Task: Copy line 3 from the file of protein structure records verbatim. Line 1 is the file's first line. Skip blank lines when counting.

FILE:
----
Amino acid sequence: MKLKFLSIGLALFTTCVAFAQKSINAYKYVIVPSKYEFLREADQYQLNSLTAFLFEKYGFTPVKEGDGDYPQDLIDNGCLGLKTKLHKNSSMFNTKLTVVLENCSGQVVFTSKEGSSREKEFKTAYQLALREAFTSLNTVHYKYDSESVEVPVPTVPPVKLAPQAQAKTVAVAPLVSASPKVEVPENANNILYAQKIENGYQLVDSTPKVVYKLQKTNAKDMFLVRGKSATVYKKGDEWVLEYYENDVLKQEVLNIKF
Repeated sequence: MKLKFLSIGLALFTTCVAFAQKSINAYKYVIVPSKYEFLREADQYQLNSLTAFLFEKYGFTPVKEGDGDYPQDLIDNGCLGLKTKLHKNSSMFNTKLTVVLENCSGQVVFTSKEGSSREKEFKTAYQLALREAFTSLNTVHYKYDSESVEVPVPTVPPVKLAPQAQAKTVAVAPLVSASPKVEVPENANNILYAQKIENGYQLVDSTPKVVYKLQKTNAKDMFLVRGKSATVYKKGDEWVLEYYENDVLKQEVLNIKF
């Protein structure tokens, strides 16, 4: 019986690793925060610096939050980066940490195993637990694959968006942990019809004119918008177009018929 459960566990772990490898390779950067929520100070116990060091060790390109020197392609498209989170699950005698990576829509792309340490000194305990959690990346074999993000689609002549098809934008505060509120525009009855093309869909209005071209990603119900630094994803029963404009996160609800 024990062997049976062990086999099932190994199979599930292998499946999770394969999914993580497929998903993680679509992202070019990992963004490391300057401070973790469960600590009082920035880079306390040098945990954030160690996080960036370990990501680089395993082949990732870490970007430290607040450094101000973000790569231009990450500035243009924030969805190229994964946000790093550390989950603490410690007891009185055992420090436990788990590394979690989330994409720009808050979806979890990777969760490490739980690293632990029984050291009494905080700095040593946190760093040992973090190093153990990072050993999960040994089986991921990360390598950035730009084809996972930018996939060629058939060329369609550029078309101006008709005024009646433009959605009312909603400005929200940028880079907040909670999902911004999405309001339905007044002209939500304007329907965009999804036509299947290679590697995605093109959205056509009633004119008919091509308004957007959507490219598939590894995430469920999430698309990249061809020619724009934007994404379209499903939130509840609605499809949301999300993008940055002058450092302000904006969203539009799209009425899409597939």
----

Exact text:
């Protein structure tokens, strides 16, 4: 019986690793925060610096939050980066940490195993637990694959968006942990019809004119918008177009018929 459960566990772990490898390779950067929520100070116990060091060790390109020197392609498209989170699950005698990576829509792309340490000194305990959690990346074999993000689609002549098809934008505060509120525009009855093309869909209005071209990603119900630094994803029963404009996160609800 024990062997049976062990086999099932190994199979599930292998499946999770394969999914993580497929998903993680679509992202070019990992963004490391300057401070973790469960600590009082920035880079306390040098945990954030160690996080960036370990990501680089395993082949990732870490970007430290607040450094101000973000790569231009990450500035243009924030969805190229994964946000790093550390989950603490410690007891009185055992420090436990788990590394979690989330994409720009808050979806979890990777969760490490739980690293632990029984050291009494905080700095040593946190760093040992973090190093153990990072050993999960040994089986991921990360390598950035730009084809996972930018996939060629058939060329369609550029078309101006008709005024009646433009959605009312909603400005929200940028880079907040909670999902911004999405309001339905007044002209939500304007329907965009999804036509299947290679590697995605093109959205056509009633004119008919091509308004957007959507490219598939590894995430469920999430698309990249061809020619724009934007994404379209499903939130509840609605499809949301999300993008940055002058450092302000904006969203539009799209009425899409597939």